Many of the UK’s top visitor attractions have come under fire for not providing any kids’ lunch options containing salad or vegetables.
A Soil Association investigation also uncovered unhealthy pre-packed lunchboxes, “dodgy” ingredients, and a lack of transparency about food sourcing practices in children’s lunchboxes on sale at the UK’s most popular museums, art galleries, zoos, visitor centres, and theme parks.
The Natural History Museum and Brighton Pier came bottom of the ‘Out to Lunch’ league table with just 22 points out of a possible 150, with the Soil Association criticising the Natural History Museum for its failure to disclose basic information regarding the provenance and environmental sustainability of its food.
The Eden Project and Chester Zoo topped the league table with 99 points and 82 points respectively and won praise for offering healthier meal choices and using locally sourced ingredients.
Among the negative findings highlighted by the Soil Association were an overload of sugar in children’s lunchboxes; attractions serving burgers flavoured with monosodium glutamate (MSG) and meals that included E-numbers linked to negative effects on children’s behaviours; and a majority of lunchboxes containing no veg or salad options.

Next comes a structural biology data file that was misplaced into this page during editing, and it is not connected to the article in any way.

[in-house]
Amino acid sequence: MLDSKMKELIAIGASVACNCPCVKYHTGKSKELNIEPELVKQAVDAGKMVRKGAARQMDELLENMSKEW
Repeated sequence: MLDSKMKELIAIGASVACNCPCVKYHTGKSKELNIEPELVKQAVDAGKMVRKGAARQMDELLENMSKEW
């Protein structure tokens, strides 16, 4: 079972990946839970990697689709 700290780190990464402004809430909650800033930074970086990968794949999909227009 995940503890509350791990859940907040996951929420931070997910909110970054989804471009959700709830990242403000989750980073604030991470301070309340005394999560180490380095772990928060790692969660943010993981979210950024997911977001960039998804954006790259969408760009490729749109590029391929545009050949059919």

The survey found cost was no barrier to good food – children’s meals at the five bottom scoring attractions were on average more than £1 more expensive than children’s meals at the five top scoring attractions.
“Visitor attractions are making life hard for parents who want to enjoy a healthy and happy day out,” said Rob Percival, Soil Association policy officer. “Lunchboxes loaded with sugar and unimaginative ultra-processed foods are the norm. So long as junk-filled lunchboxes continue to dominate family outings, parents will have a hard time convincing their children that healthy food can be a treat too.”